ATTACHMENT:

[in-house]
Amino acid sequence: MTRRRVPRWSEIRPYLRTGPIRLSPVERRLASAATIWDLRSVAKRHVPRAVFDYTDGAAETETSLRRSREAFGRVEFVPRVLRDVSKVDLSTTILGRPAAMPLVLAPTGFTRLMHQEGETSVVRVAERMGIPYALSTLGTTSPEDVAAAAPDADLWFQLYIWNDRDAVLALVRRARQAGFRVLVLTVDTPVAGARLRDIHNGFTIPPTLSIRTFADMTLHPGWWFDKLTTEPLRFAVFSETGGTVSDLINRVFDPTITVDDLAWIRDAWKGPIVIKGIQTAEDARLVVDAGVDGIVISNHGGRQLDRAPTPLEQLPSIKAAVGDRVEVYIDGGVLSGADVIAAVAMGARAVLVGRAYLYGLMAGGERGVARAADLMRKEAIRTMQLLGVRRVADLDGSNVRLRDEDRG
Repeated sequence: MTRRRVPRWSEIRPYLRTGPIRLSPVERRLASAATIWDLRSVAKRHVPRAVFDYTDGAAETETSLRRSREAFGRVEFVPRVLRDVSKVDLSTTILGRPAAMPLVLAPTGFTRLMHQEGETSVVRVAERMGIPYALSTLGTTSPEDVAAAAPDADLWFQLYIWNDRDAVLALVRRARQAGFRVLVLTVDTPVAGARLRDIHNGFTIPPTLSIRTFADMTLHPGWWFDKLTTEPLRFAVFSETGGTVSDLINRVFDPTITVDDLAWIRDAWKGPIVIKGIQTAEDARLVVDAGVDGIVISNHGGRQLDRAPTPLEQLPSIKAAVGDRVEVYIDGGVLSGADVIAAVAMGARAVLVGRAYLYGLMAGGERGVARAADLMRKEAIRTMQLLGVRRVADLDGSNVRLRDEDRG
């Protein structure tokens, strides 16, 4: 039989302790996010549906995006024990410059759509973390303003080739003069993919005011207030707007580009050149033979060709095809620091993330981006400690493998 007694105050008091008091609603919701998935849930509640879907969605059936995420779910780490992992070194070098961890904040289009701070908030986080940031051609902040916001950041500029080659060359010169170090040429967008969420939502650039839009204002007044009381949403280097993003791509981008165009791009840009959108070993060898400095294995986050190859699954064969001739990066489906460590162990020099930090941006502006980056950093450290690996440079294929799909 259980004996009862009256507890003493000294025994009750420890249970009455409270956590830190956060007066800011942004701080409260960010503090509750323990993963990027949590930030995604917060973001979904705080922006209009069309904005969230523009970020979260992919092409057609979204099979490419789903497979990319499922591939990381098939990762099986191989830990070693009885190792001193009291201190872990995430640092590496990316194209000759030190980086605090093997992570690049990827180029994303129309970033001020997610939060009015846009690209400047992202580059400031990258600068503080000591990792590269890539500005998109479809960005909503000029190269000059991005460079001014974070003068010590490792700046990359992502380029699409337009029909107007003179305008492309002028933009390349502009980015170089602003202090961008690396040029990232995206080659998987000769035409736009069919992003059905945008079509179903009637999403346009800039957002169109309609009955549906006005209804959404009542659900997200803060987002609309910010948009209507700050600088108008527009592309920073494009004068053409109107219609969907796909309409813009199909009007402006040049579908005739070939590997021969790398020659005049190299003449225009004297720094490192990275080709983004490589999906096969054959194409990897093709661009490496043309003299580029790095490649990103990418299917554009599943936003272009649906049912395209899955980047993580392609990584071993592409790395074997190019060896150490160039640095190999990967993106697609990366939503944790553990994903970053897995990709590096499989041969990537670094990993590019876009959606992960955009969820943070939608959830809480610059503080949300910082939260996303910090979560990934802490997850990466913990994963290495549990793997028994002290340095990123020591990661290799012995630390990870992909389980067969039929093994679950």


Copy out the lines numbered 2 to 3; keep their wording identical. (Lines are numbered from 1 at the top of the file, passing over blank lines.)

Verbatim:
Amino acid sequence: MTRRRVPRWSEIRPYLRTGPIRLSPVERRLASAATIWDLRSVAKRHVPRAVFDYTDGAAETETSLRRSREAFGRVEFVPRVLRDVSKVDLSTTILGRPAAMPLVLAPTGFTRLMHQEGETSVVRVAERMGIPYALSTLGTTSPEDVAAAAPDADLWFQLYIWNDRDAVLALVRRARQAGFRVLVLTVDTPVAGARLRDIHNGFTIPPTLSIRTFADMTLHPGWWFDKLTTEPLRFAVFSETGGTVSDLINRVFDPTITVDDLAWIRDAWKGPIVIKGIQTAEDARLVVDAGVDGIVISNHGGRQLDRAPTPLEQLPSIKAAVGDRVEVYIDGGVLSGADVIAAVAMGARAVLVGRAYLYGLMAGGERGVARAADLMRKEAIRTMQLLGVRRVADLDGSNVRLRDEDRG
Repeated sequence: MTRRRVPRWSEIRPYLRTGPIRLSPVERRLASAATIWDLRSVAKRHVPRAVFDYTDGAAETETSLRRSREAFGRVEFVPRVLRDVSKVDLSTTILGRPAAMPLVLAPTGFTRLMHQEGETSVVRVAERMGIPYALSTLGTTSPEDVAAAAPDADLWFQLYIWNDRDAVLALVRRARQAGFRVLVLTVDTPVAGARLRDIHNGFTIPPTLSIRTFADMTLHPGWWFDKLTTEPLRFAVFSETGGTVSDLINRVFDPTITVDDLAWIRDAWKGPIVIKGIQTAEDARLVVDAGVDGIVISNHGGRQLDRAPTPLEQLPSIKAAVGDRVEVYIDGGVLSGADVIAAVAMGARAVLVGRAYLYGLMAGGERGVARAADLMRKEAIRTMQLLGVRRVADLDGSNVRLRDEDRG